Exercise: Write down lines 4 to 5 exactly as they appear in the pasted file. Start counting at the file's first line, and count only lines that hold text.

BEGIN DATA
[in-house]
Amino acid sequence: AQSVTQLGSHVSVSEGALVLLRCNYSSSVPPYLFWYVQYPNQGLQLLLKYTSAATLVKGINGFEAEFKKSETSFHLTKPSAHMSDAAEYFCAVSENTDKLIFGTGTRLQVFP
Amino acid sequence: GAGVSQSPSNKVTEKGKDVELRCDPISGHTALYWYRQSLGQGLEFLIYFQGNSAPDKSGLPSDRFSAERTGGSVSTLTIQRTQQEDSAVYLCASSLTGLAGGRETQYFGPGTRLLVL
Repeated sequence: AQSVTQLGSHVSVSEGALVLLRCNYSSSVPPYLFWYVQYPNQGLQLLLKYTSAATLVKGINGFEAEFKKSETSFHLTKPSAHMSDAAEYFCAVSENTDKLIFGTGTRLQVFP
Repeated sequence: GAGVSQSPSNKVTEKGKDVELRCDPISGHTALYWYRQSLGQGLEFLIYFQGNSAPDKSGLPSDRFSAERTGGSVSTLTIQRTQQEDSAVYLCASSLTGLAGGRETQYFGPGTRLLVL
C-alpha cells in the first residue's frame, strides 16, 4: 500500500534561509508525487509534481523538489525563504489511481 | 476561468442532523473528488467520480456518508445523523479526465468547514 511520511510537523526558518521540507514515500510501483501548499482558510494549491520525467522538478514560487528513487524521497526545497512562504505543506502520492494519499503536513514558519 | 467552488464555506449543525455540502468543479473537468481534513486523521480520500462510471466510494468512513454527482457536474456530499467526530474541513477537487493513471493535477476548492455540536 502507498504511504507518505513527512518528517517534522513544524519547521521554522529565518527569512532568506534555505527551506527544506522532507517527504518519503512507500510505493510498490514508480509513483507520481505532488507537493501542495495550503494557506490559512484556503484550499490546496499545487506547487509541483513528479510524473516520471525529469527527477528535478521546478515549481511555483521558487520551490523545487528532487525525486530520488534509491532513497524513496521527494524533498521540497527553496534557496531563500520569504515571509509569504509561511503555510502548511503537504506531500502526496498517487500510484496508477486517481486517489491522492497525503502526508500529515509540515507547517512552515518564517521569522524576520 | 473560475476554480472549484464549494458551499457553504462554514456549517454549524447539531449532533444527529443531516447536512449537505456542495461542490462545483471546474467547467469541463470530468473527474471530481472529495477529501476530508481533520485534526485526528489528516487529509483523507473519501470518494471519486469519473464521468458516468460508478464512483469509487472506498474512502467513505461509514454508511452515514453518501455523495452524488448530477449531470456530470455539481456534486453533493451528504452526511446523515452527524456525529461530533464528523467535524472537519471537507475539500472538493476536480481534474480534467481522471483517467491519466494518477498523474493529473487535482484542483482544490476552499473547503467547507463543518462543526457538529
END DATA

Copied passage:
Repeated sequence: AQSVTQLGSHVSVSEGALVLLRCNYSSSVPPYLFWYVQYPNQGLQLLLKYTSAATLVKGINGFEAEFKKSETSFHLTKPSAHMSDAAEYFCAVSENTDKLIFGTGTRLQVFP
Repeated sequence: GAGVSQSPSNKVTEKGKDVELRCDPISGHTALYWYRQSLGQGLEFLIYFQGNSAPDKSGLPSDRFSAERTGGSVSTLTIQRTQQEDSAVYLCASSLTGLAGGRETQYFGPGTRLLVL